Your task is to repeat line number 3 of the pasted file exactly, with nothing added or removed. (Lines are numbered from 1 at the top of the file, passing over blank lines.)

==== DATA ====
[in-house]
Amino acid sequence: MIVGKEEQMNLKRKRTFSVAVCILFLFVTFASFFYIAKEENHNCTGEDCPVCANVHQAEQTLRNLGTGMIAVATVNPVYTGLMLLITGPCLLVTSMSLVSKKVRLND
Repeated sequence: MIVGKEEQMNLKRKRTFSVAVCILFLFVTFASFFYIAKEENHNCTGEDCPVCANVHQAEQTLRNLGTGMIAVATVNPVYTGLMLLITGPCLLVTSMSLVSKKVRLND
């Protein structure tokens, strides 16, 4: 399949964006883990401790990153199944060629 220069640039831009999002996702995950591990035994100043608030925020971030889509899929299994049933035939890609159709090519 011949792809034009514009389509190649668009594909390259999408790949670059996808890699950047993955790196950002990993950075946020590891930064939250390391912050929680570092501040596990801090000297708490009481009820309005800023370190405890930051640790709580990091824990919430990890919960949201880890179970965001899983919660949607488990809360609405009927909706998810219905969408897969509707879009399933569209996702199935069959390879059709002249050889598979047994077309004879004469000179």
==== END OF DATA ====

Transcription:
Repeated sequence: MIVGKEEQMNLKRKRTFSVAVCILFLFVTFASFFYIAKEENHNCTGEDCPVCANVHQAEQTLRNLGTGMIAVATVNPVYTGLMLLITGPCLLVTSMSLVSKKVRLND